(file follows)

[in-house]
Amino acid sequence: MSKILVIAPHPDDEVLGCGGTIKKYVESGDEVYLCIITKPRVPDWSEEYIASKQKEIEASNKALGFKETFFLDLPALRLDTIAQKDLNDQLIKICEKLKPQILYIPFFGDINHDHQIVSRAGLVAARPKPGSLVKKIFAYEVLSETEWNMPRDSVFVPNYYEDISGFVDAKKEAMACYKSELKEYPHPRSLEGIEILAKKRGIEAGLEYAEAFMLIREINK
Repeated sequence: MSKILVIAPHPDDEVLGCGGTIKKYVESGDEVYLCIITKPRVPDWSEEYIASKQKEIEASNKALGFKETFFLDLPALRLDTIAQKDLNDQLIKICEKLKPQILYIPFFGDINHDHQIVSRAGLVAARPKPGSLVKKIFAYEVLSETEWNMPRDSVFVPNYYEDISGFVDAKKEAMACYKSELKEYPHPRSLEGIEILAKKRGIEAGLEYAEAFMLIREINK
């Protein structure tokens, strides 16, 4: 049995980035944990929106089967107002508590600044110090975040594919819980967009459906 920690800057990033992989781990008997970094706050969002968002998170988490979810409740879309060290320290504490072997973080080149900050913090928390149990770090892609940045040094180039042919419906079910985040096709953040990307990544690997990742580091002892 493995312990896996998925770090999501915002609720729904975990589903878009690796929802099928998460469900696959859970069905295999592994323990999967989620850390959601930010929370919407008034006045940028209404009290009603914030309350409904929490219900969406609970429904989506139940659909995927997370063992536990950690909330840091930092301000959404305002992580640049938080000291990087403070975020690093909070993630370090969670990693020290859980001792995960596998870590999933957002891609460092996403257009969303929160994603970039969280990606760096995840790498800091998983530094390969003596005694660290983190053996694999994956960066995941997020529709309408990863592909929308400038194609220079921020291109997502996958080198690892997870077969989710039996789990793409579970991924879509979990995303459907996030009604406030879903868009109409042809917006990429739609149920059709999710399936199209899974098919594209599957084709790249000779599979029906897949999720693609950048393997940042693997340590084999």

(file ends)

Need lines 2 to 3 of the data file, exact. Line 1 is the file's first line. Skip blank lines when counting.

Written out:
Amino acid sequence: MSKILVIAPHPDDEVLGCGGTIKKYVESGDEVYLCIITKPRVPDWSEEYIASKQKEIEASNKALGFKETFFLDLPALRLDTIAQKDLNDQLIKICEKLKPQILYIPFFGDINHDHQIVSRAGLVAARPKPGSLVKKIFAYEVLSETEWNMPRDSVFVPNYYEDISGFVDAKKEAMACYKSELKEYPHPRSLEGIEILAKKRGIEAGLEYAEAFMLIREINK
Repeated sequence: MSKILVIAPHPDDEVLGCGGTIKKYVESGDEVYLCIITKPRVPDWSEEYIASKQKEIEASNKALGFKETFFLDLPALRLDTIAQKDLNDQLIKICEKLKPQILYIPFFGDINHDHQIVSRAGLVAARPKPGSLVKKIFAYEVLSETEWNMPRDSVFVPNYYEDISGFVDAKKEAMACYKSELKEYPHPRSLEGIEILAKKRGIEAGLEYAEAFMLIREINK